Aisle seat, nine rows from the back. I watched him stride down the long red carpet grinning, pausing to greet congregants with handshakes and pats on the back, black robe billowing as he walked.
I hoped to catch his eye. Would he smile at me as he did before I left for Israel, a smile that said, “You’re special!”? I hadn’t answered his letters, not even after he wrote that he missed me “more than he thought he could or would” and signed it “love.” Maybe he was angry with me.
But when he saw me, he beamed and said, “Welcome home, bubbeleh!” with arms outstretched, and I knew he wasn’t. He leaned over and whispered, “Wait for me.”
The last congregant said goodbye. We were the only people left in the sanctuary, now quiet in its majesty, intricately painted columns reaching towards the celestial blue ceiling. He grazed my shoulder with his hand, gently signaling me to turn. “Walk with me.”
We walked behind the pews and down the side aisle. A waterfall of teenage anxiety spilled out of my mouth. “I feel out of place in New York. I miss the people, they treated me like family. I miss speaking Hebrew with everyone, even with my poor vocabulary. I miss the pale Jerusalem stone, the smell of the jasmine, the golden sunsets. It’s too formal here. I have no friends. I don’t fit in. Why did I come home?”
The ceiling lights clicked off.
He placed his hand on my shoulder, the rippled folds of his sleeve draped over my back. He squeezed my tight muscle and slid his hand down, lingering on my shoulder blade with a soothing touch. “Relax. You just got back, of course it will take time to readjust. Ha’aretz is a magical place. You’ll go back. ‘Mi yoday-ah?’ Who knows, maybe you’ll make aliyah someday—after college.”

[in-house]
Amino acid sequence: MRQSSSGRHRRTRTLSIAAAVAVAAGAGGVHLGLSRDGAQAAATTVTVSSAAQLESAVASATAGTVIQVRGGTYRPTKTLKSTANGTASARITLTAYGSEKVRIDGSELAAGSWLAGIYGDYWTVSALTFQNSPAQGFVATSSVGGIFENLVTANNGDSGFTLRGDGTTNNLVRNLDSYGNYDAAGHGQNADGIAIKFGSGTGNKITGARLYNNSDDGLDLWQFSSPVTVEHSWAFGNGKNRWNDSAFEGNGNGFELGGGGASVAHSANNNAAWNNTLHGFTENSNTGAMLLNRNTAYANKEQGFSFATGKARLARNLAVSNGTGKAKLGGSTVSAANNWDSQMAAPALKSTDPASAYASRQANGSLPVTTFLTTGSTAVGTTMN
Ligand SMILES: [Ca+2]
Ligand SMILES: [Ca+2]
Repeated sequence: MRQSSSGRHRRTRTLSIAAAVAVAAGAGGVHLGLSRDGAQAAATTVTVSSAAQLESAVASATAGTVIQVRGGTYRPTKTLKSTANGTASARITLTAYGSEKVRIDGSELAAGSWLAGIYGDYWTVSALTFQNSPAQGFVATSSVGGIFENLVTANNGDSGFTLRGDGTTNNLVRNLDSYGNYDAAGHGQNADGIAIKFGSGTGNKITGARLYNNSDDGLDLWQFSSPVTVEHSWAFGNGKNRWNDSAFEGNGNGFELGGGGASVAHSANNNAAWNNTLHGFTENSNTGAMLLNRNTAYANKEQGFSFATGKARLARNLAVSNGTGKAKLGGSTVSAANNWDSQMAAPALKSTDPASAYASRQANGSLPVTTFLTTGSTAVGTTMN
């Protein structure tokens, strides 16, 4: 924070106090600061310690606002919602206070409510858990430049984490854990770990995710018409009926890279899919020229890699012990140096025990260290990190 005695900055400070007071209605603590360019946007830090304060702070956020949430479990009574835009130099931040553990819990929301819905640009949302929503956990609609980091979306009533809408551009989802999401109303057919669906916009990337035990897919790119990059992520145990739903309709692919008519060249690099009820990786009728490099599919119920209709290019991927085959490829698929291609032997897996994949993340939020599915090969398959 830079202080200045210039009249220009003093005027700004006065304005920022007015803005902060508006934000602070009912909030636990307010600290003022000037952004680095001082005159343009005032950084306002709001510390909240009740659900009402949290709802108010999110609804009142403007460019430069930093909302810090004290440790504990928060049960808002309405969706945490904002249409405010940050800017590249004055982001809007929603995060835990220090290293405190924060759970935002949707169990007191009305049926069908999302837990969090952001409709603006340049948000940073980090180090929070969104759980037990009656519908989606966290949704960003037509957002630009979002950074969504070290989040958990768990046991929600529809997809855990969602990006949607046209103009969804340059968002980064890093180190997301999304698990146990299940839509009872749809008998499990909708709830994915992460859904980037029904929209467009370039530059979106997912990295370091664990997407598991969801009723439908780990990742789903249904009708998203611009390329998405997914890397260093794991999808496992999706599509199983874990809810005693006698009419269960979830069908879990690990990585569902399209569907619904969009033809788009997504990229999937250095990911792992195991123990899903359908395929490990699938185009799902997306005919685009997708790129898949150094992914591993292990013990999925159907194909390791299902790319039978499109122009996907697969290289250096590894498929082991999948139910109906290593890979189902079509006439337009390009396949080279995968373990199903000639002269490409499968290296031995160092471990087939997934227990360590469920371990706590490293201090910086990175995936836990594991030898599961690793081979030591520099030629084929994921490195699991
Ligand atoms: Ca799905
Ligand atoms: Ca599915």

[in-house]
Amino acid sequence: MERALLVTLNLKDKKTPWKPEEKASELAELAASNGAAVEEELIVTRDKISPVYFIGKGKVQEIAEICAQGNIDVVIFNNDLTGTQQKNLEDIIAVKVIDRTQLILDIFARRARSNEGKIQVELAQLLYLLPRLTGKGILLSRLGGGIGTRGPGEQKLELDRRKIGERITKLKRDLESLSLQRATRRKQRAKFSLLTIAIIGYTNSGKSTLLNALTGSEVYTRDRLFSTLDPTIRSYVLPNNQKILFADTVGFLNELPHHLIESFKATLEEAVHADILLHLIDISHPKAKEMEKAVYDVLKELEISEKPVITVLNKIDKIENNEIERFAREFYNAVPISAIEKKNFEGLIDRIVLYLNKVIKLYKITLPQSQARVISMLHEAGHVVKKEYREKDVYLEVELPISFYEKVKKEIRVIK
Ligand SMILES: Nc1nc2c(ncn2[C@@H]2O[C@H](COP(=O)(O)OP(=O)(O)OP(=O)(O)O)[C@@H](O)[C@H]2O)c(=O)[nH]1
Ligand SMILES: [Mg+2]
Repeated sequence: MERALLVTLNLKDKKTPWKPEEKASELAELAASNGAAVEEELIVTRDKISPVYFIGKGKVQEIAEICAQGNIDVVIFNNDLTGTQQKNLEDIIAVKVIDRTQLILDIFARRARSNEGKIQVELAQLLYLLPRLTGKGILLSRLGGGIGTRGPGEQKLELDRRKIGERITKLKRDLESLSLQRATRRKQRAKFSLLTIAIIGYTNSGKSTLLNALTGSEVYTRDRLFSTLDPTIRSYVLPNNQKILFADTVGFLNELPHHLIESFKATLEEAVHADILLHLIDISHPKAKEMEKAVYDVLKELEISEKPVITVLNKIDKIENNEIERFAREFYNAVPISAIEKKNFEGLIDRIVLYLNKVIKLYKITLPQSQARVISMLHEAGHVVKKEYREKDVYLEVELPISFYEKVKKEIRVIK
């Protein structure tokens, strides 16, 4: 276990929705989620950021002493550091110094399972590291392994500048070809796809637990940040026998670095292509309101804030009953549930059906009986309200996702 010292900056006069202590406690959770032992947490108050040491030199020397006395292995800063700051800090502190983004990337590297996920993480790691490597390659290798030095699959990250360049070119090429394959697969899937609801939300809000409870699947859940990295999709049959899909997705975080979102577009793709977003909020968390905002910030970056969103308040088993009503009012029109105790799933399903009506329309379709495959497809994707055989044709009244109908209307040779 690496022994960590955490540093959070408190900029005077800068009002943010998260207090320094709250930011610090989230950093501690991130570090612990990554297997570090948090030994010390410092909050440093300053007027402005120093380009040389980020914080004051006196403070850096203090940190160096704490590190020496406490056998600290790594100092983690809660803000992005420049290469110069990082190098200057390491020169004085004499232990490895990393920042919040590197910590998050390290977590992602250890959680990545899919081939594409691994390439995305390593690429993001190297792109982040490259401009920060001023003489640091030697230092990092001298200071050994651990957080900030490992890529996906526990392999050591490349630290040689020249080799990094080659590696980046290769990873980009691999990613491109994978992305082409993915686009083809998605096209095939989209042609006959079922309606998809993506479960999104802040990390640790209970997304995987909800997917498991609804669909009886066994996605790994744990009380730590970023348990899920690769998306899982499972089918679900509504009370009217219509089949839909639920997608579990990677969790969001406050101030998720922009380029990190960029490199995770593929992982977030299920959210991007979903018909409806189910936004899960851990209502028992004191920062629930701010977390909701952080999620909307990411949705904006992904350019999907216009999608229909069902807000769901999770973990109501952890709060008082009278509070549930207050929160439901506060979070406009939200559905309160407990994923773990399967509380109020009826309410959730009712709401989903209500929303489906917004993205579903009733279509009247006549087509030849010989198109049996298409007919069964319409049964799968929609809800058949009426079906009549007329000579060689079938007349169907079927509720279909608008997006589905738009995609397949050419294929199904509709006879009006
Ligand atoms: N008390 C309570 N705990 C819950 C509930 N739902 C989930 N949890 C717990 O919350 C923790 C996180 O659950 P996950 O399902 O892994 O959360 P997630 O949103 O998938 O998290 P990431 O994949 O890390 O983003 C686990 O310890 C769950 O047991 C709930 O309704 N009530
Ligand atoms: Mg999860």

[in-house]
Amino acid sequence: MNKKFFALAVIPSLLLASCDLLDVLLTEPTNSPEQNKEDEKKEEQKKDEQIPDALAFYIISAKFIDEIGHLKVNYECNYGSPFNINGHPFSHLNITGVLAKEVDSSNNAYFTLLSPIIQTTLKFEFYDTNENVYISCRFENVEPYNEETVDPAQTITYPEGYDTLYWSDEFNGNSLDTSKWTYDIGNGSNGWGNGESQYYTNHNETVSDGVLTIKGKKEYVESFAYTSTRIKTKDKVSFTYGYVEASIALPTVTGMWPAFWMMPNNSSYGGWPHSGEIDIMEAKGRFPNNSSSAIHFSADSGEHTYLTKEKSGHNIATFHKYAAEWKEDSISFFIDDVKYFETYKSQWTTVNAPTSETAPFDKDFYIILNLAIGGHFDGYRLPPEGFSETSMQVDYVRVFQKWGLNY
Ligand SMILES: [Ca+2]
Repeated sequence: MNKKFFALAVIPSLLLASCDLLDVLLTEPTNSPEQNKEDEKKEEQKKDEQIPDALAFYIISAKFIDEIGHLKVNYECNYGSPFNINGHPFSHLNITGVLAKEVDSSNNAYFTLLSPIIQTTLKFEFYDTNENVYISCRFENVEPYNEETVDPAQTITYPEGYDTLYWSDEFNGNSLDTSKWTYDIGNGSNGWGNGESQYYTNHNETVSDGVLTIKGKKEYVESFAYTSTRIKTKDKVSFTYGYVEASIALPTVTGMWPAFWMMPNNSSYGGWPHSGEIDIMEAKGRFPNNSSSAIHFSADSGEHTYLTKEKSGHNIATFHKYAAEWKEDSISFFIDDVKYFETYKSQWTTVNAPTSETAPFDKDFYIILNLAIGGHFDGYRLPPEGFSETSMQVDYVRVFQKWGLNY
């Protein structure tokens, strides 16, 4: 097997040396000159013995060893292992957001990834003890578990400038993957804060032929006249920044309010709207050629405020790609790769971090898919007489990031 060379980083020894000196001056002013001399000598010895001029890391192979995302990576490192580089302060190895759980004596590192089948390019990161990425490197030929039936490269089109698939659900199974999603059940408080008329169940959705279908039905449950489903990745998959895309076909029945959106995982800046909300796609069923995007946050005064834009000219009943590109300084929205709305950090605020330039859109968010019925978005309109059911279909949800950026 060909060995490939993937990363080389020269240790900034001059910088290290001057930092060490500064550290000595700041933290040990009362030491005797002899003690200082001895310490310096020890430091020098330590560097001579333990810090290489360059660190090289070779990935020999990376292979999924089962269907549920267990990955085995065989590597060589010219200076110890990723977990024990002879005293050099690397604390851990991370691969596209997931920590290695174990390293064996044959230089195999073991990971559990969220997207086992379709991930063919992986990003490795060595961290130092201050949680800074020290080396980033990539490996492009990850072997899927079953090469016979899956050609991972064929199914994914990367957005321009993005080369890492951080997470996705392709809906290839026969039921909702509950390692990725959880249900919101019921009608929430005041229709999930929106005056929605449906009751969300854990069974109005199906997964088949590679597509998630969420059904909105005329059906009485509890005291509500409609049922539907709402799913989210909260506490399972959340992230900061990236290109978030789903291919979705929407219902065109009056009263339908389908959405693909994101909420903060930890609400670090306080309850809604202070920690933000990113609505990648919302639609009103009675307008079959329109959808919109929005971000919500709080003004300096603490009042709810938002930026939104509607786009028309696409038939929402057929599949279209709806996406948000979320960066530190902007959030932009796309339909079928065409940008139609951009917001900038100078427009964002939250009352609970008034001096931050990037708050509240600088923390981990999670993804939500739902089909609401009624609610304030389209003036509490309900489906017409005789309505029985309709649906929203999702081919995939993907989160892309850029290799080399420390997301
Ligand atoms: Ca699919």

His words helped, but I kept on spouting. “My parents are already making me crazy—call this one, write that one, see so-and-so. My brother is back at home; they’re fighting all the time.” He listened carefully.
“Don’t worry about your parents, doll. They are who they are. You’ll be off to college soon. You’ll survive the summer.” I sighed with relief. He knew my family so well. He understood me, my passion for Judaism and Israel. He always made me feel safe and good about myself.
I stopped jabbering. As we walked, I looked down at the red carpet and saw the black tips of his shoes peeking out below the hem of his flowing black robe.
He broke the silence. “You didn’t answer my letter.” I started fumfering.
His hand pressed on my back, nudging me up three steps into the rabbi’s private robing room behind the bimah, behind the hand carved gold and inlaid wood ark that cradled the sacred Torah scrolls.
We were in the inner sanctum.
He laughed, “Don’t worry. I love you anyway,” and wrapped his arms around me, black sleeves cascading down my back like a prayer shawl.
The devil’s tallis.